Nketia literary productivity is balanced by an equally impressive record of effective involvement in initiatives and ventures in academic excellence, nationally as well as internationally. He has won several awards locally and globally. This include the Companion of the Order of the Star of Ghana, the Grand Medal of the Government of Ghana (Civil Division), a DLitt (Honoris Causa) of the University of Ghana, the Ghana Book Award, ECRAG Special Honour Award (1987), Ghana Gospel Music Special Award (2003), and the ACRAG Flagstar Award (1993).

Other international awards he has received include the Cowell Award of the African Music Society; the ASCAP Deems Taylor Award, (His general introductory book, Music of Africa, published in 1974, won the ASCAP Deems Taylor Award); the IMC-UNESCO Prize for Distinguished Service to Music; the 1997 Prince Claus Award; the year 2000 Distinguished Africanist Award of the African Studies Association of the USA for Life-long Devotion to African Studies, and DLitt (Honoris Causa) of the University of Ghana..


He has been honoured with two festschrifts, African Musicology: Current Trends (1989) and Discourses in African Musicology (2015), and a video documentary, African Maestro: The Life and Work of Emeritus Professor J.H. Kwabena Nketia, by Anita Afonu, the Ghanaian film producer, and commissioned by the Goethe Institute. Together with Mantle Hood, William Malm, David McAllester, and Mieczyslaw Kolinski. He was honored as one of the pioneers of the discipline at the SEM 50th Annual Meeting in Atlanta-Georgia (2005).

J. H. Kwabena Nketia
J. H. Kwabena Nketia in his home in Madina, a suburb of Accra with Judith Opoku-Boateng during an interview. 2016

Nketia did receive the Companion of the Order of Star of Ghana from the government of Ghana in the year 2000, and finally in 2013, the Chartered Institute of Marketing Ghana (CIMG) recognized Nketia with the 25th National Marketing Performance Special Award.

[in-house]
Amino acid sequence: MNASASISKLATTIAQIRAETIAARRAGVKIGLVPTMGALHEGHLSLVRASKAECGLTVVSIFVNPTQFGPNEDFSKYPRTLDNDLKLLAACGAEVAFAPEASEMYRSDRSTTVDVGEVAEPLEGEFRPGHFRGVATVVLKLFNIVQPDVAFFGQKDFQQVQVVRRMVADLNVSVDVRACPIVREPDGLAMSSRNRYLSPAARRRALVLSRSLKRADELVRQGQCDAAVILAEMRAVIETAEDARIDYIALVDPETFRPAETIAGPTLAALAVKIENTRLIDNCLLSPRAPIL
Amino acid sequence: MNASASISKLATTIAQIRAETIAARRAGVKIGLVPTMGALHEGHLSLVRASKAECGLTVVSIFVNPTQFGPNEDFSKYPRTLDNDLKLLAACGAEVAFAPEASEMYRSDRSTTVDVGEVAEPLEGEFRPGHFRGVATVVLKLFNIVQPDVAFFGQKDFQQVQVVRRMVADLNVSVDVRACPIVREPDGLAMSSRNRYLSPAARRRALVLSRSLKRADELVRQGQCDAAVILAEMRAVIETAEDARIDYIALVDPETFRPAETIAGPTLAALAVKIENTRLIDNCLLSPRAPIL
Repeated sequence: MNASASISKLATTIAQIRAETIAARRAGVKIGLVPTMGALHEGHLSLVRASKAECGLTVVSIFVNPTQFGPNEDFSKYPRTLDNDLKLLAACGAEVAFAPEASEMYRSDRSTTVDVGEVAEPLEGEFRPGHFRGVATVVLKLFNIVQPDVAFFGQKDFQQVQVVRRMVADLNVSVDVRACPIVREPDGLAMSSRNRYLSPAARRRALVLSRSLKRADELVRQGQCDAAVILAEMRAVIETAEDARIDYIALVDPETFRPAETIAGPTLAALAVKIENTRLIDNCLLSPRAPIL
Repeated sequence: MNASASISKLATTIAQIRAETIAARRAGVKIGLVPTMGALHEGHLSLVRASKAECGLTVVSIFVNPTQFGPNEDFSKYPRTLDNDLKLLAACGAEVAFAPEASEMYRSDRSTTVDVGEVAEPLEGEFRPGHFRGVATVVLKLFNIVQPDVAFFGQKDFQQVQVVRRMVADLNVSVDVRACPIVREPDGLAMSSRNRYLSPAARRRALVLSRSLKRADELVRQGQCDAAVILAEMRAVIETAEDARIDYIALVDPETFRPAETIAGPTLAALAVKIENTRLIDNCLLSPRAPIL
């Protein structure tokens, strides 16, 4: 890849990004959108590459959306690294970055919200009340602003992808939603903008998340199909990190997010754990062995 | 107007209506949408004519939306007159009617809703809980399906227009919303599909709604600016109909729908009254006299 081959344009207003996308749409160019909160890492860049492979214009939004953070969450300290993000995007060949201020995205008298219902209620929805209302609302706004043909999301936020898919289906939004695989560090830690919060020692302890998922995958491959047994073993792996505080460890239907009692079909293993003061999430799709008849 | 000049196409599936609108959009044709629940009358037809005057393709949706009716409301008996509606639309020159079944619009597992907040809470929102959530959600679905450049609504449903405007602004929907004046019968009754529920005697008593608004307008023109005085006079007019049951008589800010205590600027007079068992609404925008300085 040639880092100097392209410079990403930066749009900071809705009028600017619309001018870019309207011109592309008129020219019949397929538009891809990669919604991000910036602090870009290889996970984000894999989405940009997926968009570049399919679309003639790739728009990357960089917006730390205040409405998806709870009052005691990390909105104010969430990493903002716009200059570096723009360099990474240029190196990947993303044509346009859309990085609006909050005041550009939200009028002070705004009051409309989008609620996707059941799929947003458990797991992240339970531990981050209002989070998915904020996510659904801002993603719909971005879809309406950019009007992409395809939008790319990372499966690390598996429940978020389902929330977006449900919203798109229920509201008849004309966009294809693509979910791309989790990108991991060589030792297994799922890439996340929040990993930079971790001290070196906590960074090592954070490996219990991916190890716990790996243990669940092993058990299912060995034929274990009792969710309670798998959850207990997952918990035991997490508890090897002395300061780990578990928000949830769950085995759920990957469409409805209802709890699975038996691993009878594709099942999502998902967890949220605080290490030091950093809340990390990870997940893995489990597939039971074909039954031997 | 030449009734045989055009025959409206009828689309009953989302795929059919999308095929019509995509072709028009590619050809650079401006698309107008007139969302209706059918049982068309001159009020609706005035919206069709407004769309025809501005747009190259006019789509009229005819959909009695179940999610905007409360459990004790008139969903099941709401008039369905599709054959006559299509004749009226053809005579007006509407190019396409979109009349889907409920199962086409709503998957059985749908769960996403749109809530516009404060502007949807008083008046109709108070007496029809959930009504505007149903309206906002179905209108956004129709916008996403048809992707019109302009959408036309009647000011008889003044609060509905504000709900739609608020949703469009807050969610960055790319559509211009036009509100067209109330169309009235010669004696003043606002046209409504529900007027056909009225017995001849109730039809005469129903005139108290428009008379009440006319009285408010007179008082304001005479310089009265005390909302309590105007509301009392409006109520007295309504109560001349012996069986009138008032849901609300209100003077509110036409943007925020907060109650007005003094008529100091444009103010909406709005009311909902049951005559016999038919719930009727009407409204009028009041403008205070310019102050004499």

A festival was held in celebration of his life and achievements at the Kwabena Nketia Centre for Africana Studies at the African University College of Communications, Adabraka-Accra for his 96th birthday. This is done under the patronage of Ghana’s President Nana Addo Dankwa Akufo-Addo, who paid tribute to Nketia as “one of the legends of the ages”. Among other dignitaries in attendance were former Ghana’s, President Jerry Rawlings; Nana Konadu Agyeman Rawlings, his precious wife and also representatives from the former President John Dramani Mahama and former President John Agyekum Kufuor.

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Besides official honours, numerous ensembles, individuals and organizations in Ghana pay homage to this legend by organizing concerts in his honour while he was alive. The Nketia Music Foundation was created in the year 2009 in order to promote the development and conservation of Ghana’s Creative Legacy in contemporary contexts. The foundation also adopt the use of the works of Joseph H. K. Nketia and other composers for the development and growth of music and culture. 

His work